They also found that more students than usual were keeping their on-campus housing for the fall. This year, the school has about 175 more students who have signed contracts than it can accommodate. The FAU will provide these students with rooms in local hotels – at the cost of student housing – and provide transportation to and from campus.

The school also plans to offer more online classes, he said, to allow students to learn off campus.

They overcame poverty to go to university. Then they saw housing costs.

At the University of Utah, the housing waiting list topped 3,500 students this spring.

University officials are planning new residential buildings, but took several interim steps this summer to close the gap. They are subletting an apartment building owned by nearby Westminster College and plan to use nearly 300 rooms in an on-campus hotel for students this year.

They are also launching a pilot program to connect students to graduates up to 45 miles from campus. who are willing to provide housing. The university will charge students a flat fee of $5,000 per semester and pay alumni for rooms or apartments in their homes — or direct them to a scholarship fund, if alumni want to donate. That’s significantly less than the typical rate for a studio near campus, said Bethany Hardwig, director of special projects and outreach at the Office of Alumni Relations.

Housing is so badly needed, Hardwig said, that a graduate told him that within an hour of posting an available apartment, 100 people had filled out a form in response. “It felt really unmanageable to me,” she said.

Linda Dun, who has multiple ties to the university, has extra room in his house several miles from campus – but had been hesitant to rent it, nervous about having a stranger in her home. The university’s safeguards reassure her. “My neighborhood is very beautiful,” she said, right next to the mountains, minutes from canyons and hiking, and half an hour from several ski resorts.

Even in expensive housing markets like Washington, some students are finding solutions.

At American University, Henry Sprouse, senior, said he found an apartment near campus fairly easily and shared the two bedrooms with two friends. He will pay $950 a month for his half of a room.

Her father, Scott Sprouse, said the process was not as difficult as he had feared. Last year, his son’s rent for a 700 square foot apartment was more than the mortgage payment for the family’s 3,400 square foot home on an acre and a half just outside Nashville, he said . “But when I looked at the market, it was a fair price. And when you get a roommate, it helps with that price.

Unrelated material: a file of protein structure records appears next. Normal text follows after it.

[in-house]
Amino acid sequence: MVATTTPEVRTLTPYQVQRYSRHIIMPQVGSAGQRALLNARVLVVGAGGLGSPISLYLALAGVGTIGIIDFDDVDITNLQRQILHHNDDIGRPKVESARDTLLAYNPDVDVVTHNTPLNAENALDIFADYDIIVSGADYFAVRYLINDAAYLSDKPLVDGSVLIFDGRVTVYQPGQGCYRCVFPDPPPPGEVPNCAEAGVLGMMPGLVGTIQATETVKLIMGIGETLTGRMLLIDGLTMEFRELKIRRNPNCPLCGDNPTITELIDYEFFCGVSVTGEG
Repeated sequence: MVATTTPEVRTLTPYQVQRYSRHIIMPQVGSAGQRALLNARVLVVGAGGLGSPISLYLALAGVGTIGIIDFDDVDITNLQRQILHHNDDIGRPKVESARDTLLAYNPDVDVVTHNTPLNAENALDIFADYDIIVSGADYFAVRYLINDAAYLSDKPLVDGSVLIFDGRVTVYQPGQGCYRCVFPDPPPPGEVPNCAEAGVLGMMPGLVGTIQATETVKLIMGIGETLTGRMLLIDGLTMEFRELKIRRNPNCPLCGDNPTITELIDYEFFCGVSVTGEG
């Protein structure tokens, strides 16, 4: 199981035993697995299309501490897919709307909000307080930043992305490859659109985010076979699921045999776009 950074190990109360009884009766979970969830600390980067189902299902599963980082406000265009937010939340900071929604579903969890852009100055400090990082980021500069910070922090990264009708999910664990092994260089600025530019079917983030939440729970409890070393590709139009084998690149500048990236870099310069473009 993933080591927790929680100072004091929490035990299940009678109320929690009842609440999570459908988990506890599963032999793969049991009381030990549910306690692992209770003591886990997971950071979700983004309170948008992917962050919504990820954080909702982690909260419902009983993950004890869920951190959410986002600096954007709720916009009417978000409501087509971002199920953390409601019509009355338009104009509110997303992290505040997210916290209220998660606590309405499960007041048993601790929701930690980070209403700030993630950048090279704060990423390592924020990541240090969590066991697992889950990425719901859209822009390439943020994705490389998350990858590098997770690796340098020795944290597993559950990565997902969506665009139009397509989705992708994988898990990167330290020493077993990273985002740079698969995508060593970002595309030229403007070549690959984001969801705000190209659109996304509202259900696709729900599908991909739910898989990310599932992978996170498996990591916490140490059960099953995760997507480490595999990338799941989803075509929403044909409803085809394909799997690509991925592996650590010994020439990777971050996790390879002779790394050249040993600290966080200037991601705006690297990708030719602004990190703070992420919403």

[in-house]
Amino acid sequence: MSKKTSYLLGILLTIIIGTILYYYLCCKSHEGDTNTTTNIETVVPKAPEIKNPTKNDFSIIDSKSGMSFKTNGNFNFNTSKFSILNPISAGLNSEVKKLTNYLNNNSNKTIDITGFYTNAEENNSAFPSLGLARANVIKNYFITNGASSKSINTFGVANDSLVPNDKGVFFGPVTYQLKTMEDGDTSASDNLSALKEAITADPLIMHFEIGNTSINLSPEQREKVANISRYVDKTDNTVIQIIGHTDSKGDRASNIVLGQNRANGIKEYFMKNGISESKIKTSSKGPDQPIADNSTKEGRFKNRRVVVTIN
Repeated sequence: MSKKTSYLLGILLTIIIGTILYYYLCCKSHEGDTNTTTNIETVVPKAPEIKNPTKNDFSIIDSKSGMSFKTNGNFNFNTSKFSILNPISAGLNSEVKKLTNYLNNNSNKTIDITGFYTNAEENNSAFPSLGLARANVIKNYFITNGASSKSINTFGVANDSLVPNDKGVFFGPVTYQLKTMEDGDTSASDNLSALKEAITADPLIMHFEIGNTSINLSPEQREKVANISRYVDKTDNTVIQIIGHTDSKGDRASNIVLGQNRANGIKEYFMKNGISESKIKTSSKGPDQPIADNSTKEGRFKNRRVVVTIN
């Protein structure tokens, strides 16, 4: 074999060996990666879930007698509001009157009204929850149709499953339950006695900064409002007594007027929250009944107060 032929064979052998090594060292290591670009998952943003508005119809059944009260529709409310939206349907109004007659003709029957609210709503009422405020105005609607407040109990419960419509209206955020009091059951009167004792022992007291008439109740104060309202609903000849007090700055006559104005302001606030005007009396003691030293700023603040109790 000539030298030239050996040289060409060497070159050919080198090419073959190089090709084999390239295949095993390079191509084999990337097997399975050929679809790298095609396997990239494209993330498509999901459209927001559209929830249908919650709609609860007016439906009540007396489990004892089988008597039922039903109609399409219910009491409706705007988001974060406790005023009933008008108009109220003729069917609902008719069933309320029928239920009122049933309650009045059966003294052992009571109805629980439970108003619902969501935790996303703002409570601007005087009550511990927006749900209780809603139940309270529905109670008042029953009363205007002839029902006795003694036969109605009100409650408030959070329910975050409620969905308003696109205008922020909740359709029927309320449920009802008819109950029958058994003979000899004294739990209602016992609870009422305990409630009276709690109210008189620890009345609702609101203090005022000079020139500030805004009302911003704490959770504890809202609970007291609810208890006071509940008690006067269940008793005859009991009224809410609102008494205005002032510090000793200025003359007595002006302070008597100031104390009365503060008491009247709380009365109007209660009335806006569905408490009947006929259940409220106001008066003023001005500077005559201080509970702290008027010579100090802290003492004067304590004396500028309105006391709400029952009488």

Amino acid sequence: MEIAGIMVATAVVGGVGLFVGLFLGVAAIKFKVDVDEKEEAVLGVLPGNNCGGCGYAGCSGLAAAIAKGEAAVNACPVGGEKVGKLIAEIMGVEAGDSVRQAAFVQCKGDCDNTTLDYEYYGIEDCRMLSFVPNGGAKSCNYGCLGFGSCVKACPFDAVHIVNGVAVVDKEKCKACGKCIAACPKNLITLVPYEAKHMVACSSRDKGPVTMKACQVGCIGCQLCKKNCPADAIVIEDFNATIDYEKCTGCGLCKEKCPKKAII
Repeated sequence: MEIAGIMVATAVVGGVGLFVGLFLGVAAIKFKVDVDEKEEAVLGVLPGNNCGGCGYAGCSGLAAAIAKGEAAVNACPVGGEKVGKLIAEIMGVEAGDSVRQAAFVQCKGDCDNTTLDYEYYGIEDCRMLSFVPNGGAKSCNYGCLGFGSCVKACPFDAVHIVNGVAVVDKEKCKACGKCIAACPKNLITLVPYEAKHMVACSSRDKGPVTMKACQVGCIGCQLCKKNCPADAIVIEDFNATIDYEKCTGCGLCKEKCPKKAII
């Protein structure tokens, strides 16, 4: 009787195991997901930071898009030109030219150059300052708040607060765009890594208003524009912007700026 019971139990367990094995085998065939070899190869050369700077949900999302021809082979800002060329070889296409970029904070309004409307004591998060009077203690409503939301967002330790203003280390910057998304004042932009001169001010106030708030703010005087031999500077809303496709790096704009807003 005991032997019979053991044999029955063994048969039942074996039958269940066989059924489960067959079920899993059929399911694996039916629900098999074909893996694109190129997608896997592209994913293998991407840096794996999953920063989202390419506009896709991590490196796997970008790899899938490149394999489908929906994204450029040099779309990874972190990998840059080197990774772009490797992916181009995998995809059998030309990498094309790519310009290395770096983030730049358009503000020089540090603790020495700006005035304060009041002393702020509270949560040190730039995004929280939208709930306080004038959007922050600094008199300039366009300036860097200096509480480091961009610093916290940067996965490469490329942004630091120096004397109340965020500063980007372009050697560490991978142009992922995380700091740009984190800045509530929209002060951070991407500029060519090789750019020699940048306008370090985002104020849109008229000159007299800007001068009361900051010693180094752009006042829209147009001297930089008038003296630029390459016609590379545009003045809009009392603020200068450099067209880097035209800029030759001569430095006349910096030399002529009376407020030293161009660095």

At Howard University, Cynthia Evers, vice president of student affairs, said she has seen an increase in demand for on-campus housing this year and has worked to make more beds available on and off campus.

With enrollment surging, Howard University braces for housing shortage

Last year, Jomi Ward helped organize efforts for fellow Howard University students who struggle to find affordable apartments. This year, Ward is happy to be able to live on campus, where she applied to be a Resident Advisor.

“The last year is my only opportunity to really experience the housing life on campus, to develop bonds with other students and to enjoy the university,” she said as she packed her bags. for the fall semester. “This is my last hurray.”

Meanwhile, in New York, NYU officials have seen higher-than-usual demand for on-campus housing and fewer cancellations, according to spokesman John Beckman.

Hubbard, who is a student leader on campus, said NYU administrators have been very supportive and helpful and he is grateful for that.

A program for students to donate unused meal “shots” from their dining cards to help others eat has also been extremely helpful. “I literally survived on ‘Swipe it Forward,'” for lunches and dinners this past semester, he said.

He has kept a record, since sixth or seventh grade, of NYU admission requirements. “It’s always been my dream,” he said. School officials are working with him to help him stay enrolled despite the costs, he said.

For now, with the school year starting in a few weeks, he still doesn’t know where he could live for the last year. But, he said, “things look hopeful.”